9-1-1 Basics for Kids
9-1-1 training for children should be a cornerstone of your family's emergency routine.
Parents can begin teaching their children basic safety precautions and what to do in different types of emergencies at a young age. Plan and perform household safety drills a couple times each year to keep safety information fresh in your family's mind.
As part of the emergency handling education, parents need to inform their children on when to call 9-1-1 and what questions to expect from the 9-1-1 calltaker.
What to Teach Your Children About 9-1-1
Know Your Address
Children should memorize their home address and know that it is OK to give that address to 9-1-1 calltakers.
When to Call 9-1-1
- A friend has a head injury causing bleeding and no adults are immediately available
- You smell smoke or see flames in the house or building you are in
- A family member or friend faints or losses consciousness
- When someone is choking
- When someone you do not know is trying to enter your house
- A person claiming to be a police officer unexpectedly knocks on the door
- When you observe a crime taking place
If a child questions whether to dial 9-1-1 or not, they should call 9-1-1 right away.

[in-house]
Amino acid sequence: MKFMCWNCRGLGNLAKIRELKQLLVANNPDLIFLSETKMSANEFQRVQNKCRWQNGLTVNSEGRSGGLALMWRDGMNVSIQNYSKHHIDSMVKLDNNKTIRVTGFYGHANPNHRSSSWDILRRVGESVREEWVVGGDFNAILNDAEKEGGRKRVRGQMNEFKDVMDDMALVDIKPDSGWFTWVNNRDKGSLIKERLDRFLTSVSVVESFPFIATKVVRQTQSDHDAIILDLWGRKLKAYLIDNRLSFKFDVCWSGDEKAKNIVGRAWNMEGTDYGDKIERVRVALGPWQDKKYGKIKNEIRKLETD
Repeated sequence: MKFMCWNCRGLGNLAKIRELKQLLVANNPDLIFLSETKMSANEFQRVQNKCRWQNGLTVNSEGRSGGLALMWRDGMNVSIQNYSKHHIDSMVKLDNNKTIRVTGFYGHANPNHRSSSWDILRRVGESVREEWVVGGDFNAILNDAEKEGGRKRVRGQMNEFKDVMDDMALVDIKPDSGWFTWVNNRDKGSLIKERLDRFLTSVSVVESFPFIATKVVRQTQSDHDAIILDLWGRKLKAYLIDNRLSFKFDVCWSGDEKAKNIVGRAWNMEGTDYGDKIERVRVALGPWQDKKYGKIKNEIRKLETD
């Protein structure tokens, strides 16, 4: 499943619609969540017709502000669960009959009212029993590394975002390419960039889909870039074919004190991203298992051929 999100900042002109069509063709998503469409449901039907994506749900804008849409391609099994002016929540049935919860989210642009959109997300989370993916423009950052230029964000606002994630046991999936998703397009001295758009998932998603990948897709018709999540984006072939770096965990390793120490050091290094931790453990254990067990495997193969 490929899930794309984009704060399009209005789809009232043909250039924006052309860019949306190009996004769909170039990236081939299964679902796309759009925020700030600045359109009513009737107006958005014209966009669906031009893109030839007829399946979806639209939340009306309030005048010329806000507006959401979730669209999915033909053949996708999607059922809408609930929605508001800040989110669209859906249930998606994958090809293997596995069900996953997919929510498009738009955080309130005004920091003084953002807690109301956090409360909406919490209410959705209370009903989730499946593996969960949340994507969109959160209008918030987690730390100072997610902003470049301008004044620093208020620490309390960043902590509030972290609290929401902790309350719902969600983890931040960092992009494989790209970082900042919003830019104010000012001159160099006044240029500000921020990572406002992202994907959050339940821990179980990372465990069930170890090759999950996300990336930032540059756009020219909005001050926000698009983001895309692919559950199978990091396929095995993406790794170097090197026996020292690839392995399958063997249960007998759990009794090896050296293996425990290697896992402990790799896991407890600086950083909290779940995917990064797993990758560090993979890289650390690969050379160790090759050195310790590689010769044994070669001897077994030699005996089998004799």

When Not to Call 9-1-1
- For information, directory assistance, or for specific phone numbers
- When you are bored and just want to talk
- To get help for your pet
- As a prank
- For non-life threatening situations
- For a crime that is no longer in progress
Calling During a Home Invasion
Home invasions often bring unique circumstances and situations with them. Since no two homes or home invasions are the same, it is difficult to establish just one set of rules to abide by. Each household should plan ahead and develop a concrete emergency routine and practice that routine a couple times a year.
An exact address is the most important piece of information a child needs to provide when they call 9-1-1.
General Tips to Follow:
- If a child can safely call 9-1-1 they should do so immediately. Don't wait
- If your child can safely exit the home and go to a close-by neighbor's house, that is often the safest plan of action
- If children cannot safely exit the house they should find a room or area with minimal entry points and stay there until help arrives
Be Prepared to Answer Important Questions
Children should be prepared to answer these questions:
- What is the Location of the Emergency?
- Tell Me Exactly What Happened
- What is the Phone Number You are Calling From?
- What is Your Name?
- Are You at the Location Now?
- Were Weapons Involved or Mentioned?
- Please Describe the People/Weapon/Vehicles at the Scene.
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